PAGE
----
Remember when learning was fun? Engagement is essential to teach anyone anything, but it is often forgotten in a classroom. “Robert Duvall Taught Me How to Read” models the use of storytelling, theatre techniques and an interrogative approach to reading to engage students and promote critical thinking.
Many of our classrooms are stale: students play on their phones, daydream or talk. More often than not, students are disruptive because they are not engaged. When they are not engaged, they will not learn no matter how well the teacher thinks he has taught the material.
Many of the countries in this region embrace a “memorize-and-repeat” approach to education. As a result, students cannot apply what they know to new problem sets, problem solve in an unfamiliar context, or critically think to build sound arguments.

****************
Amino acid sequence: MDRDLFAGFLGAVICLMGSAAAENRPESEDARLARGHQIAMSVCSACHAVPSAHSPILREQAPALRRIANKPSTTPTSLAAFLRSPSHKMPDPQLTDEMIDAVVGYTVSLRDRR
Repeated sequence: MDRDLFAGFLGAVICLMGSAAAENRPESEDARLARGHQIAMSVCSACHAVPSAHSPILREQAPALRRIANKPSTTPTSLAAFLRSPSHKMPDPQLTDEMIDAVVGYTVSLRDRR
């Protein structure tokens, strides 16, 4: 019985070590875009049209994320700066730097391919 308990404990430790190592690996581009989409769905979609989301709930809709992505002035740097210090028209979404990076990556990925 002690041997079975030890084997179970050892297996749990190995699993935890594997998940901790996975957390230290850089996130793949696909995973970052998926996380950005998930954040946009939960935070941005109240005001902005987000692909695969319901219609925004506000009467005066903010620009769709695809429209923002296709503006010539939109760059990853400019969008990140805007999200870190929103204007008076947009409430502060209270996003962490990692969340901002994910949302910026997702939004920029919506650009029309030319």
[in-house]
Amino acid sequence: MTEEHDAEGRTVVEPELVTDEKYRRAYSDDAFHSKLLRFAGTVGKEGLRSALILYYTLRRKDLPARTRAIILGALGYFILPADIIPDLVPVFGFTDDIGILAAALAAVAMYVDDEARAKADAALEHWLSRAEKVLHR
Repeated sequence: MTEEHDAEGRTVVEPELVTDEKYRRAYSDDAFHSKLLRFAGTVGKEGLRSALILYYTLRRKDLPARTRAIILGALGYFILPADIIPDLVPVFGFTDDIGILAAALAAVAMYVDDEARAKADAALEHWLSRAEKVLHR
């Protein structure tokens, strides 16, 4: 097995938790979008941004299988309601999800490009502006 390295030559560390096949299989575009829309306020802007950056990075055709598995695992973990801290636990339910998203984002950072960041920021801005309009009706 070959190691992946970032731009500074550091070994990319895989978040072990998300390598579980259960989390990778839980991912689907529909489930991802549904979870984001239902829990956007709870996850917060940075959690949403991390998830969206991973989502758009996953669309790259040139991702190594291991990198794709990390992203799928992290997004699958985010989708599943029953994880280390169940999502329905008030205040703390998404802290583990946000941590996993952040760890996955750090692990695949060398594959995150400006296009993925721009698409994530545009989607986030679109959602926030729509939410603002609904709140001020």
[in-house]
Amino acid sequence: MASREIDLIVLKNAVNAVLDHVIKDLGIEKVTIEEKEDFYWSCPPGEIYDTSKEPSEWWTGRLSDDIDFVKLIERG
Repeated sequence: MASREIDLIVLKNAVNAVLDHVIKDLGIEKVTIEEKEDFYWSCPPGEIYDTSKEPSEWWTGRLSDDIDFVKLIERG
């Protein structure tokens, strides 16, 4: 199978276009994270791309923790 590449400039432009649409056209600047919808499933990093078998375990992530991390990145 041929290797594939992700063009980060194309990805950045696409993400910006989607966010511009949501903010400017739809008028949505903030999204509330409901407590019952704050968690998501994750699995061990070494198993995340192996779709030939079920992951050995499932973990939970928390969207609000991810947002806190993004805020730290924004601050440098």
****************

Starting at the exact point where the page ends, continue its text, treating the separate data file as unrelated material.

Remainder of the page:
People are hardwired for storytelling: stories put us to bed, teach us about morality, comfort us or pique our curiosity. Harnessing the power of narratives in teaching grammar engages students viscerally because they are “inside learning”. They become part of the story being told. Grammatical structures become language students can use because the structures are grounded in a story students have just lived.
Interrogating a narrative out loud in a group setting promotes critical thinking skills, deepens student engagement with a text and exercises communicative skills. It may also help students like reading.
This workshop is for anyone who wants new approaches to making a dead classroom come alive and fostering students’ critical thinking skills.